Geometric Dimensioning and Tolerancing - Symbols, Datums, and Tolerance Zones


Controlling and tracking engineering design changes has become more important as the design and manufacturing line becomes more agile and separated between design firms, contractors, subcontractors, specialized manufacturing and testing firms, etc. As design becomes agile, engineering drawings and communications are touched by more hands, introducing more variables and points of failure within a design and manufacturing line.

Geometric dimensioning and tolerancing (GD&T) can guarantee an engineering drawing is interpreted in the same manner by everyone who is involved in the pipeline. Completely tolerancing a drawing will not only reduce variables and points of failure, but will also protect the designers against cost liability. When all features and components on an individual part and on an assembly are controlled for form, location, and orientation per the ISO and ANSI/ASME standards, cost liability due to manufacturing will be limited to design changes and manufacturing capability.




Maximum Material Requirement (Condition)


Least Material Requirement (Condition)


Projected Tolerance Zone


Free State


Regardless of Feature Size


Tangent Method


Unsymmetrical Tolerance Zone


Line Profile






Surface Profile












[True] Position






Circular Run-Out


Total Run-Out


The datum is a reference point, surface, or axis on a part that controls the geometric feature measurements are made from. Dimensions and geometric tolerances can reference datums, indicating that the measurement is with respect to that reference frame. Each part or feature is controlled by a coordinate system that introduces degrees of freedom onto the feature. The primary, secondary, and tertiary reference datums control the feature by fully defining the location and orientation.

Primary Datum – Datum feature oriented with respect to the location of the form tolerance zone (or the surface where the feature is controlled) and relative to the surface making up the geometric feature the datum is taking form of, such as a plane.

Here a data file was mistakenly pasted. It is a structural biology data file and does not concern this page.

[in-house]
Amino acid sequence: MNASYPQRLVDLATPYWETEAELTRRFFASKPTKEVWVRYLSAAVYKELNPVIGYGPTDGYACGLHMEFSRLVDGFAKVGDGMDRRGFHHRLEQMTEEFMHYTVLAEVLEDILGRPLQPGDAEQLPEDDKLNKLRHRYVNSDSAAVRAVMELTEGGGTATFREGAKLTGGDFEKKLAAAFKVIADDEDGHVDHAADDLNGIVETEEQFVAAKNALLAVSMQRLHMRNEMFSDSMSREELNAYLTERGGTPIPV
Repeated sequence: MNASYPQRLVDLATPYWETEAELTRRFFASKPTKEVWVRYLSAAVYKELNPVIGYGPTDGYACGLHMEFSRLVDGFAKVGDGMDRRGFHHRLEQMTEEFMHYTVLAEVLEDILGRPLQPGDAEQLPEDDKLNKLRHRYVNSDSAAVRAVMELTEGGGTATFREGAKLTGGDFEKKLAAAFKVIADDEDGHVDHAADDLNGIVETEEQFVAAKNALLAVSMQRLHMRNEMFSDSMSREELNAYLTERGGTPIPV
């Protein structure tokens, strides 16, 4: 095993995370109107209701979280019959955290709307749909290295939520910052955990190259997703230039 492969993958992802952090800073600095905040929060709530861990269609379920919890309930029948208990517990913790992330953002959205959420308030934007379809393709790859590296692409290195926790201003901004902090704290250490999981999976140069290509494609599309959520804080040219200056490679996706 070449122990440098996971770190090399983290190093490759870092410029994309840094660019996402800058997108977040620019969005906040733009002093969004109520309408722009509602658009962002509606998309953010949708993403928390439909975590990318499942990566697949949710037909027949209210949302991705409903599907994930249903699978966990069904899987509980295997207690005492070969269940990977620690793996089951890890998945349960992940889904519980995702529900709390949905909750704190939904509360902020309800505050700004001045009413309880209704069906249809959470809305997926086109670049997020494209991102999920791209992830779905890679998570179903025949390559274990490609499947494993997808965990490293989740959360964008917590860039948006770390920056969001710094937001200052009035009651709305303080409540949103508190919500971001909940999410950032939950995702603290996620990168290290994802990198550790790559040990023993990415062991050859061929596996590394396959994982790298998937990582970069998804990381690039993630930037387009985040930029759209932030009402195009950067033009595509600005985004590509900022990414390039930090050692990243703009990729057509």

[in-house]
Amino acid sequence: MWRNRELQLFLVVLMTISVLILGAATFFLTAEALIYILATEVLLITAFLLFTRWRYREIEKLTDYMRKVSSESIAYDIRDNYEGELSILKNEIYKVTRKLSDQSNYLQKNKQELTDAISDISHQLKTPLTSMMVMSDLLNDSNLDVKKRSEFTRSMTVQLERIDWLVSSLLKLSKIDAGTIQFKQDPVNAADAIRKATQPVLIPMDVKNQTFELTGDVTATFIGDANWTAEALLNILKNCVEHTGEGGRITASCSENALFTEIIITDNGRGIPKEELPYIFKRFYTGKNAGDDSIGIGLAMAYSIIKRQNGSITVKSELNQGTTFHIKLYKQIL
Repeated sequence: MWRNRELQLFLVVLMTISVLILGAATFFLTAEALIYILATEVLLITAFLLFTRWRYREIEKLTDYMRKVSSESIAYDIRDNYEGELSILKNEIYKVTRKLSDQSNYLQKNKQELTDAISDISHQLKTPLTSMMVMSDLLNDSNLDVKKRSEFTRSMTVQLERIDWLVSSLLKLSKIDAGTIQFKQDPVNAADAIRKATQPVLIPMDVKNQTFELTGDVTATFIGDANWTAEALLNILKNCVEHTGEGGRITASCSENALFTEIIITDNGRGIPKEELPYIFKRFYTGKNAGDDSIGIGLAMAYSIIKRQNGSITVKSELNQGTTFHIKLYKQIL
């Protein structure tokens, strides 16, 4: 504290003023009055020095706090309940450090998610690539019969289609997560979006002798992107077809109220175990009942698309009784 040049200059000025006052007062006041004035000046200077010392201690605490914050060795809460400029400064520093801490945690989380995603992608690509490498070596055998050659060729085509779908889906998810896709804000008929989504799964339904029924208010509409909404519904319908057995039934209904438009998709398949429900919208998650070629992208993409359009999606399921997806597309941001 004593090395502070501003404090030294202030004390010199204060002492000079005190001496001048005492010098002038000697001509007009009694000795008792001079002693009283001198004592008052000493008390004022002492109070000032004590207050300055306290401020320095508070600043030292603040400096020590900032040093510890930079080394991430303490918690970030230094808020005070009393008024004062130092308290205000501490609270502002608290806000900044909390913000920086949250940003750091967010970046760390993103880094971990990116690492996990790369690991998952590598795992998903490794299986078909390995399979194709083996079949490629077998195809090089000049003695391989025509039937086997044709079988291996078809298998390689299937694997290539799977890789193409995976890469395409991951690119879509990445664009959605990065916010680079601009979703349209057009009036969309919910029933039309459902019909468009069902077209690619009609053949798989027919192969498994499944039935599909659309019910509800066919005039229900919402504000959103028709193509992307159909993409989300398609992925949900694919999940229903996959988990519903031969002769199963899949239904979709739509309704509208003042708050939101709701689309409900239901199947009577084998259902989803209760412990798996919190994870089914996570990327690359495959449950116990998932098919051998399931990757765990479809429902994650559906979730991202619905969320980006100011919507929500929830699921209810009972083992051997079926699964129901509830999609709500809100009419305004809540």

Secondary Datum – Oriented perpendicular to the primary datum with similar location controls.

Tertiary Datum – Oriented perpendicular to both the primary and secondary datum and located on a surface relative by translation to the location of the form tolerance zone.

Definition of Geometric Tolerances

Each geometric tolerance is defined by a geometric element, and therefore, each part or component feature can be broken up into geometric elements.

  • Planes
  • Cylinders
  • Cones
  • Spheres
  • Etc.

The geometric elements are relative to the degrees of freedom determined by the datums and are considered the nominal, or theoretical exact, form of the feature. Geometric tolerances and standard tolerances allow for controlled deviation from the nominal values, creating a design and manufacturing buffer zone where the part will continue to work properly.

Form Tolerance

The permitted maximum value of form deviation on a line or a surface. Form deviation can be measured on a 2d or a 3d geometric feature, and is controlled by the reference datum.

Orientation Tolerance

The permitted maximum value of orientation deviation including angularity, parallelism, and perpendicularity with respect to a reference datum.

Location Tolerance

The permitted maximum value of location deviation including position, coaxiality, and symmetry with respect to a feature or a reference datum. The difference between the theoretical location and actual location cannot exceed half of the location tolerance.

Run-Out Tolerances

The permitted tolerance zone is between two geometric elements, such as a plane, that are parallel or concentric and equidistant apart from the nominal location. The spacing of the geometric elements is the run-out tolerance value.

Line Profile Tolerances

The line profile is a 2d representation of a 3d feature. The deviation of the cross-section is can be controlled by the line profile tolerance, which imposes an upper and lower limit to the deviation, equidistant from the nominal line profile. The upper and lower limits are equal in profile to the nominal profile. The space between the equidistant line profile tolerance limits is considered the tolerance zone.